Red Bucket Farm is an urban farm on a quarter acre property in an average residential neighborhood. We are located in Wisconsin, USDA Zone 5. We focus on chickens, bees, orchard fruit, and raised garden beds for fruits and veggies. We hope to reduce our footprint on the planet by growing some of our food, reducing our use of fossil fuels, and gardening with sustainable practices. Thanks for visiting!
Thursday, March 15, 2012
Egg production is up at Red Bucket Farm--way up, in fact. Chickens vary seasonally in egg production. Much of it is based on hours of daylight. In fact, many chicken wranglers provide artificial lighting in the hen house during the darker winter months to encourage their girls to lay more eggs. We prefer to go with whatever natural light Mother Nature provides. The girls deserve a little break in the winter.
Another factor in reduced winter egg production is the natural inclination to molt. Mature hens will generally lose feathers in the late fall and early winter. They grow new feathers in preparation for the deep winter freeze, but it takes so much energy to molt that a hen may stop laying eggs for several weeks. Some chicken breeds molt more significantly than others.
During the course of the winter, our small flock produced a steady supply of about 20 eggs per week. Half of our girls molted and stopped laying eggs entirely. We had enough for our family, including holiday baking, but we didn't have much surplus.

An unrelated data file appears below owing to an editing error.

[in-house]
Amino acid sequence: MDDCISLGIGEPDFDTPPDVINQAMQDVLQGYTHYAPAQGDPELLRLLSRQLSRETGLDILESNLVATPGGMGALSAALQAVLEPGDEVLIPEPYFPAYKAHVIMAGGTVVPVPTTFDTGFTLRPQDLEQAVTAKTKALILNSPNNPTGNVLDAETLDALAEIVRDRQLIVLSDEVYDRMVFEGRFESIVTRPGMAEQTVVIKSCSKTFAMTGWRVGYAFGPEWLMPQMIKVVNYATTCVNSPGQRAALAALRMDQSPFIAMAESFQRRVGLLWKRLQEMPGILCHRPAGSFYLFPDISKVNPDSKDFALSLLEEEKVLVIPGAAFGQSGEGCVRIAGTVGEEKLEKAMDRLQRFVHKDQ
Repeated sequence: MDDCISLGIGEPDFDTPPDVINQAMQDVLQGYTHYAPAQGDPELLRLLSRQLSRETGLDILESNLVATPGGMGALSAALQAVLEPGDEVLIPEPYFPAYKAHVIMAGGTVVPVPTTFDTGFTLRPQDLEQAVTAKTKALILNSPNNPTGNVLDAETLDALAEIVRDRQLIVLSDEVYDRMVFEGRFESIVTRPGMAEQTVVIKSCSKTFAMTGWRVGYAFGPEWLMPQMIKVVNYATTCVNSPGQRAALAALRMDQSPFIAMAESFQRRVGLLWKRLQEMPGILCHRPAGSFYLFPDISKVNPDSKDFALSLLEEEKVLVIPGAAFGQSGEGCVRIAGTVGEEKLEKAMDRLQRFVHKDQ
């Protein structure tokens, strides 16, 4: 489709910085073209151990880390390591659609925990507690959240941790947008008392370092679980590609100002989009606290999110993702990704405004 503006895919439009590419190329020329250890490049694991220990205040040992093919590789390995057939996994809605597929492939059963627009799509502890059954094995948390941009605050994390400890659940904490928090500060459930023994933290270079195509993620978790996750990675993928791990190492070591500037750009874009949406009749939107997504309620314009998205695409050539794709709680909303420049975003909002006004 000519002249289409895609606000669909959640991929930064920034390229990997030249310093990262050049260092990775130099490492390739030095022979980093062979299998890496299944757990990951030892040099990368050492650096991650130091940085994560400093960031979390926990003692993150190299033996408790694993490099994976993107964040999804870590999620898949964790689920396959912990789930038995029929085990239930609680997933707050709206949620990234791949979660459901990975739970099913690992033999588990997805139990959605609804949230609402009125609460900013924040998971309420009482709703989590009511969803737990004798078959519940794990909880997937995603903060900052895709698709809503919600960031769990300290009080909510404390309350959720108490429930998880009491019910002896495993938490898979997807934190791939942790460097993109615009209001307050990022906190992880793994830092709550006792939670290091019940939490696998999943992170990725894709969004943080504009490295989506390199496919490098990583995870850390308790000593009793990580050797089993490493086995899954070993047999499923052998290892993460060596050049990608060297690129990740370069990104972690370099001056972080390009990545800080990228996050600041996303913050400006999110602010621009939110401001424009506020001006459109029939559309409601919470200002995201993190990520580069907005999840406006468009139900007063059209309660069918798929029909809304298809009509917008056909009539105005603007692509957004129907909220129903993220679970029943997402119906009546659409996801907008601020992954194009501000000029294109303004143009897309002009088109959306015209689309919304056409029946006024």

In mid-February, our weekly egg count jumped from 20 eggs per week to 30 eggs, and then immediately up to 42 or 43 eggs per week. All the girls are back in production again and they seem happy. Our unseasonably warm spring weather has brought 80-degree daytime temperatures, which is causing me to worry that production may decrease because of the heat.
Meanwhile, the girls have regrown their flight feathers after the molt, which means that a couple of them have decided to repeatedly jump the fence. After chasing them around and returning them to the safety of the chicken yard several times, I finally marched out there with my kitchen shears and gave two of the mischief makers a little trim. So there.